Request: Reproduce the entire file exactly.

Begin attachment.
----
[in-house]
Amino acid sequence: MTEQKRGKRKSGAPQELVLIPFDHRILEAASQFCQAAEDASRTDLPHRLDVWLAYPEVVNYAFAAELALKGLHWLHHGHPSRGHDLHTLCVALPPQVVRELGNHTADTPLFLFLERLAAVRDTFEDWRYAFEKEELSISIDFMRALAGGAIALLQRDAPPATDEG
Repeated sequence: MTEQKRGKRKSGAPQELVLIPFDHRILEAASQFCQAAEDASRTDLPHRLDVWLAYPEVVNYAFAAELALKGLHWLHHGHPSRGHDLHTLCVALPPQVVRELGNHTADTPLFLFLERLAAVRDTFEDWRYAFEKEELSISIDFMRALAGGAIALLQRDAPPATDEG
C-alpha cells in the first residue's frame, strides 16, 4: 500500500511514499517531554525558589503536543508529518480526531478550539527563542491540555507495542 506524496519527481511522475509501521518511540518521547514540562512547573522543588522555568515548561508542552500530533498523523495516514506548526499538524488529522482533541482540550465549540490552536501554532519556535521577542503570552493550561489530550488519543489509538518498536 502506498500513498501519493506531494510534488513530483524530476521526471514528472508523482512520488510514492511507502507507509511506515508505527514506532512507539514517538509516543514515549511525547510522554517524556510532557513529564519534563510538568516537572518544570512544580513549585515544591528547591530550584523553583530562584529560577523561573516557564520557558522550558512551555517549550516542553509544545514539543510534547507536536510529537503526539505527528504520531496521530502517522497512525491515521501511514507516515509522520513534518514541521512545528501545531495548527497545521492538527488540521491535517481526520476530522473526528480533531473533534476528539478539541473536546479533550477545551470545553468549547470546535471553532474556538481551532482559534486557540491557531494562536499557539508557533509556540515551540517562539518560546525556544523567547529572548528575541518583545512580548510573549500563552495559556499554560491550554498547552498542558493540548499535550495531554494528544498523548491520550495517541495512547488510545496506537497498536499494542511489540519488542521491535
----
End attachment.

[in-house]
Amino acid sequence: MTEQKRGKRKSGAPQELVLIPFDHRILEAASQFCQAAEDASRTDLPHRLDVWLAYPEVVNYAFAAELALKGLHWLHHGHPSRGHDLHTLCVALPPQVVRELGNHTADTPLFLFLERLAAVRDTFEDWRYAFEKEELSISIDFMRALAGGAIALLQRDAPPATDEG
Repeated sequence: MTEQKRGKRKSGAPQELVLIPFDHRILEAASQFCQAAEDASRTDLPHRLDVWLAYPEVVNYAFAAELALKGLHWLHHGHPSRGHDLHTLCVALPPQVVRELGNHTADTPLFLFLERLAAVRDTFEDWRYAFEKEELSISIDFMRALAGGAIALLQRDAPPATDEG
C-alpha cells in the first residue's frame, strides 16, 4: 500500500511514499517531554525558589503536543508529518480526531478550539527563542491540555507495542 506524496519527481511522475509501521518511540518521547514540562512547573522543588522555568515548561508542552500530533498523523495516514506548526499538524488529522482533541482540550465549540490552536501554532519556535521577542503570552493550561489530550488519543489509538518498536 502506498500513498501519493506531494510534488513530483524530476521526471514528472508523482512520488510514492511507502507507509511506515508505527514506532512507539514517538509516543514515549511525547510522554517524556510532557513529564519534563510538568516537572518544570512544580513549585515544591528547591530550584523553583530562584529560577523561573516557564520557558522550558512551555517549550516542553509544545514539543510534547507536536510529537503526539505527528504520531496521530502517522497512525491515521501511514507516515509522520513534518514541521512545528501545531495548527497545521492538527488540521491535517481526520476530522473526528480533531473533534476528539478539541473536546479533550477545551470545553468549547470546535471553532474556538481551532482559534486557540491557531494562536499557539508557533509556540515551540517562539518560546525556544523567547529572548528575541518583545512580548510573549500563552495559556499554560491550554498547552498542558493540548499535550495531554494528544498523548491520550495517541495512547488510545496506537497498536499494542511489540519488542521491535